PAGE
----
There's a new federal law that bans bringing bighead carp into the U.S. The bighead carp is among the Asian carp species that threatens the ecosystem of the Great Lakes.

President Obama signed the bill known as  The Asian Carp Prevention and Control Act yesterday. The Associated Press reports that the measure:

...adds bighead carp to a list of wildlife that cannot be imported or taken across state lines. The only exceptions would be for scientific, medical or educational purposes and would require a permit. Bighead and silver carp have infested waterways in the Chicago area. Authorities are trying to prevent them from getting into the Great Lakes, where they would compete with native fish for food.

The bill was written by Michigan Democratic Senator Carl Levin and sponsored by Michigan's other Democratic Senator Debbie Stabenow.

Environment
10:02 am
Fri December 10, 2010

Michigan steps up the war on wild boar

Rural Michigan is fighting a war with feral swine and wild boars.   The problem is getting worse.   Now, the state is about to take a major step up declaring them an "invasive species"


The Associated Press reports:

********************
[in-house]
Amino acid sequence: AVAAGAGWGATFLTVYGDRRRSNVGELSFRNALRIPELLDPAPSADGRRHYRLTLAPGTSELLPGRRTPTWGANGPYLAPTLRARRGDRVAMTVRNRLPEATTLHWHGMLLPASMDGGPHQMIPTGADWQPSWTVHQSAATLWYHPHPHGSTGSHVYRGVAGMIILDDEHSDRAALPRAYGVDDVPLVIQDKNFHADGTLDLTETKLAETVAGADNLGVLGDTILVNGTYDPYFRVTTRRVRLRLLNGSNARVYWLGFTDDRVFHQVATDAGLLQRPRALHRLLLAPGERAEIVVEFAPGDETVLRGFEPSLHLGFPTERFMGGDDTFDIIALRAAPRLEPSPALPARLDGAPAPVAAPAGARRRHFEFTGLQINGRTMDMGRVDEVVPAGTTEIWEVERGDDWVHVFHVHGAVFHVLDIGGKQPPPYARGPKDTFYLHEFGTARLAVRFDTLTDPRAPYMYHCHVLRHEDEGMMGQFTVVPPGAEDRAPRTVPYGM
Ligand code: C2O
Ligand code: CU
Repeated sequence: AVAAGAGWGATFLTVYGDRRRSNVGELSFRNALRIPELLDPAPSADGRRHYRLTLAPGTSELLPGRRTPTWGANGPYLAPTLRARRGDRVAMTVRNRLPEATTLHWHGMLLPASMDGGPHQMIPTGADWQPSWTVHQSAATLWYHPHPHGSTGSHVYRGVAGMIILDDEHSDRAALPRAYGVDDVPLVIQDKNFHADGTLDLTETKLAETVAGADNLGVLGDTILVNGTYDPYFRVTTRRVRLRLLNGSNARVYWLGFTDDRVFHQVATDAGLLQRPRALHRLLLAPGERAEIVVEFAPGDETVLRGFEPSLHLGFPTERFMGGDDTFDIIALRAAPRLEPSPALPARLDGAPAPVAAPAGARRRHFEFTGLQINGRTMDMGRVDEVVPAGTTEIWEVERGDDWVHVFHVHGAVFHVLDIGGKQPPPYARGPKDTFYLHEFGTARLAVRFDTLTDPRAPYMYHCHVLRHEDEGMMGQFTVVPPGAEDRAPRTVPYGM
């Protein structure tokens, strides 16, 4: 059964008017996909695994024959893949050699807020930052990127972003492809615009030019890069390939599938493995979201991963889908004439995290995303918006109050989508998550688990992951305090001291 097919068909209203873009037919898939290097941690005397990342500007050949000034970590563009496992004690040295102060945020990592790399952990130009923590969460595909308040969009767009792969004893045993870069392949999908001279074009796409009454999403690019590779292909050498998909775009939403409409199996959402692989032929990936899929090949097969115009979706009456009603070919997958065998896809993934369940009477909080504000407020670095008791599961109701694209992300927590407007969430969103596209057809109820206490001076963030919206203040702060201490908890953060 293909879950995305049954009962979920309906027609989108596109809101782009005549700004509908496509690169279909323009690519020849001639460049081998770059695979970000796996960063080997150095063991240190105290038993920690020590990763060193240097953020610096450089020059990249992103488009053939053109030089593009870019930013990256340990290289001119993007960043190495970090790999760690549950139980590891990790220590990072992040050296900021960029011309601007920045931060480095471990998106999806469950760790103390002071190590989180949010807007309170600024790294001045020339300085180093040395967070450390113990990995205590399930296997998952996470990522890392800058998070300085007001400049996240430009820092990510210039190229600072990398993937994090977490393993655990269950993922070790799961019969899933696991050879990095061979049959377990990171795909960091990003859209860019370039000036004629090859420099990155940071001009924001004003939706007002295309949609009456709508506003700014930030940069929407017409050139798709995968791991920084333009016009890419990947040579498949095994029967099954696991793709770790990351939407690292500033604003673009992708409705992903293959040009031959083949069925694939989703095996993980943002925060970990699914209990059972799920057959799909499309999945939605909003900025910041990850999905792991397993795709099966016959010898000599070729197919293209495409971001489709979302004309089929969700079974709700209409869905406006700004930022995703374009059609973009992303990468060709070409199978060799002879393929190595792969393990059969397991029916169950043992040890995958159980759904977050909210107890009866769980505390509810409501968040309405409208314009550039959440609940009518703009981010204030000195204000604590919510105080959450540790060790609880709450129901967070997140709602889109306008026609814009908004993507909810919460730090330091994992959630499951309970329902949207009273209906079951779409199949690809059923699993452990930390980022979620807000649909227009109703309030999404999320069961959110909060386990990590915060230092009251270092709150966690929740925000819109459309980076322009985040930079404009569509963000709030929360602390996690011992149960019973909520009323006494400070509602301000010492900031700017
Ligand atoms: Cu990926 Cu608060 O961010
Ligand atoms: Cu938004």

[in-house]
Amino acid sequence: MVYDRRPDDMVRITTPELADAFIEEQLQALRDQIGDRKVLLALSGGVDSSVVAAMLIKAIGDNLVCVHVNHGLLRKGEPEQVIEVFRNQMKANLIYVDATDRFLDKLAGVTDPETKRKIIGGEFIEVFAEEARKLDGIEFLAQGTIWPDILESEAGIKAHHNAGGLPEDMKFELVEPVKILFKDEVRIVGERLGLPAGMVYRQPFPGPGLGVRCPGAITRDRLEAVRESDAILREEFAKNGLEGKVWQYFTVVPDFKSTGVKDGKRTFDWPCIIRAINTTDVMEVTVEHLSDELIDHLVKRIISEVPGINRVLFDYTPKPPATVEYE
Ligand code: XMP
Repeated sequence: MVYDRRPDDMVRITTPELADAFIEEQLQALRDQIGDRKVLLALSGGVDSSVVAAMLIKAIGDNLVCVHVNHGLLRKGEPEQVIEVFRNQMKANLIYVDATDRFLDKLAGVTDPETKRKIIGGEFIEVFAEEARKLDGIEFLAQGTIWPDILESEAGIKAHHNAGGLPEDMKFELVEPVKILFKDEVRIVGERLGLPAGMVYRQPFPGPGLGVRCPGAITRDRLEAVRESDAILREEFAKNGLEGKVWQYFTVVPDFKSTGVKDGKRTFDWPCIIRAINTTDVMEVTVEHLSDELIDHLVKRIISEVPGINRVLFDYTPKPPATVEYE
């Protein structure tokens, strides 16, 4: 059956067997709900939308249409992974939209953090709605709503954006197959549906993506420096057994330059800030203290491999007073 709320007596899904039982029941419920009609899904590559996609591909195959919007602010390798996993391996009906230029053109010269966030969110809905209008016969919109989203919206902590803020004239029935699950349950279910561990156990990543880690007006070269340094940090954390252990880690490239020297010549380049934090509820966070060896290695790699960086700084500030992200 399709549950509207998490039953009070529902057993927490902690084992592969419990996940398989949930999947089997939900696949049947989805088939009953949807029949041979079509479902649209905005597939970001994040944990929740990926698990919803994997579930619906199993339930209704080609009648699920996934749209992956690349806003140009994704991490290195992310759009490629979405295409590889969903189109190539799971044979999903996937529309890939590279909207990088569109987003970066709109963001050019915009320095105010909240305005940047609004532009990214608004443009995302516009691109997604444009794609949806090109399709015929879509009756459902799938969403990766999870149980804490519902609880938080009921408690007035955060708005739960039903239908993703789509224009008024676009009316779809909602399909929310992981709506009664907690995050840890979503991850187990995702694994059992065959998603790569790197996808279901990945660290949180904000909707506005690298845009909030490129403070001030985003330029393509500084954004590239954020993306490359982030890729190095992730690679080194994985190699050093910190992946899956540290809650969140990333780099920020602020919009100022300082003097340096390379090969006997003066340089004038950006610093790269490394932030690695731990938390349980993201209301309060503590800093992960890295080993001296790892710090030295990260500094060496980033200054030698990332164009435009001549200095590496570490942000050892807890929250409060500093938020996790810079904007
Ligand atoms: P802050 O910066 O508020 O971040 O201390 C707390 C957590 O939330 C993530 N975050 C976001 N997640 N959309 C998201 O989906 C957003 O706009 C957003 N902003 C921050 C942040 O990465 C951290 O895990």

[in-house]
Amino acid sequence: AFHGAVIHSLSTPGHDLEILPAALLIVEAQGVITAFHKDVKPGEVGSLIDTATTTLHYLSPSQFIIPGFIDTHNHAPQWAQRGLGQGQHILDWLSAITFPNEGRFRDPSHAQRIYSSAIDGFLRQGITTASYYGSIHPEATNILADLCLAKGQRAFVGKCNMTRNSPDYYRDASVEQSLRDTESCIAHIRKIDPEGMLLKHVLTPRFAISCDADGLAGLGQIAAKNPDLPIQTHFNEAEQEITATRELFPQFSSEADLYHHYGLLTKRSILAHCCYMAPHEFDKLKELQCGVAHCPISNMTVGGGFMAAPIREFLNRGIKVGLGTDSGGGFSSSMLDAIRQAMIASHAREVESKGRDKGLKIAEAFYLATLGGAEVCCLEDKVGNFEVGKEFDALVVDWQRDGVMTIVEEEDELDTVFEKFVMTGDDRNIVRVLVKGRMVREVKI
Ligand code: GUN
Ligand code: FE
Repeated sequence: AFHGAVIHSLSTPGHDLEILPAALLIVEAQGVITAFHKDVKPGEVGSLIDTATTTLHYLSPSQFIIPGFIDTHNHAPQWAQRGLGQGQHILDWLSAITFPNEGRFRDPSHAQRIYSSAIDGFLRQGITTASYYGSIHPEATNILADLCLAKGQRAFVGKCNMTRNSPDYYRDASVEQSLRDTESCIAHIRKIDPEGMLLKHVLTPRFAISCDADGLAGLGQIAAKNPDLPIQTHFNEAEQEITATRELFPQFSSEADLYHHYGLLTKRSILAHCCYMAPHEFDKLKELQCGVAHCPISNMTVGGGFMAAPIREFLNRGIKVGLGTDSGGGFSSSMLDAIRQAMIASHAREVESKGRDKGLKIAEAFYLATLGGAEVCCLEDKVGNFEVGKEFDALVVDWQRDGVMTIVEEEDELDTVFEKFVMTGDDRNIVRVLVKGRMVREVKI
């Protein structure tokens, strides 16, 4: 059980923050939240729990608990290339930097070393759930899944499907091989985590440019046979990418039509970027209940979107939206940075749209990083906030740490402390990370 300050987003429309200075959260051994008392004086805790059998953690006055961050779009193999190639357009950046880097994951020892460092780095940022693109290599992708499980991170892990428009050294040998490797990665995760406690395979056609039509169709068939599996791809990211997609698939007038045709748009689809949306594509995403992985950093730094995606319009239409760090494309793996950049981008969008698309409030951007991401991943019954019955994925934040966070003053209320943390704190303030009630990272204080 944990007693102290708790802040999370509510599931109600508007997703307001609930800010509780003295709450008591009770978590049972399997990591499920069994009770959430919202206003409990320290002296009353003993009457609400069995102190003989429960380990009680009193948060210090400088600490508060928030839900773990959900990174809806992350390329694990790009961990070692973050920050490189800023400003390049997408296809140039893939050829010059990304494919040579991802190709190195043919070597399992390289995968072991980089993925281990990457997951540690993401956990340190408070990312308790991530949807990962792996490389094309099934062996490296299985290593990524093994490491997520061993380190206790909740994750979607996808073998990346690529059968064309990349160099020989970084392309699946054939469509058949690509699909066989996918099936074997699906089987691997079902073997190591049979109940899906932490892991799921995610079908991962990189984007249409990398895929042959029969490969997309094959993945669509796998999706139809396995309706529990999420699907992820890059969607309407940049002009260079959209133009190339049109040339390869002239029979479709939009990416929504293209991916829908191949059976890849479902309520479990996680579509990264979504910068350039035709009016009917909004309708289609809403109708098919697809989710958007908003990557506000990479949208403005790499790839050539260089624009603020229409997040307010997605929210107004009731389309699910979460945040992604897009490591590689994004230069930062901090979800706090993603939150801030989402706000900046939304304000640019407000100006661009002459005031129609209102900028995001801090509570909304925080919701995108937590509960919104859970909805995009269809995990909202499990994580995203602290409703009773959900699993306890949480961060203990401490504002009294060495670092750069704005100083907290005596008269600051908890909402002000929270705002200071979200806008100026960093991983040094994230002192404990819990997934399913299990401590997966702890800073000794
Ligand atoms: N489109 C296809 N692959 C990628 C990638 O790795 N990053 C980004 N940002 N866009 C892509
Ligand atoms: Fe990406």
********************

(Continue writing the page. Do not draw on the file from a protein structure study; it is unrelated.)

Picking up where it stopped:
Michigan's fight against feral swine and wild boar is escalating.  Department of Natural Resources and Environment Director Rebecca Humphries announced Friday she signed an order declaring the swine an invasive species in Michigan.

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Invasive Species
11:02 am
Thu December 9, 2010

Sooper Yooper

Yeah, that's a wetsuit under his flannel shirt.
Painting by Mark Heckman, courtesy of Thunder Bay Press.

With 180 invaders already in the Great Lakes, it might take a superhero to keep them out.  Luckily, we have one: Sooper Yooper!   A new children's book written by Mark Newman and illustrated by the late Mark Heckman, features Billy Cooper, an ex-Navy Seal who lives in the U.P. with his scuba-diving bulldog, Mighty Mac.  I spoke with Mark Heckman's wife, Diane, and author Mark Newman about the book and Mark Heckman's legacy.

Top 3 Things to Know about Sooper Yooper:

  1. A dive in icy Lake Superior to catch a sea lamprey is not for the faint of heart.  Please leave this to the professionals.
  2. Billy Cooper is not a shapeshifter, nor does he have x-ray vision or invisibility.  Instead, he's super smart.
  3. Having trouble getting legislation passed in Congress?  No problem for Sooper Yooper.  He must have some mighty good lobbying skills.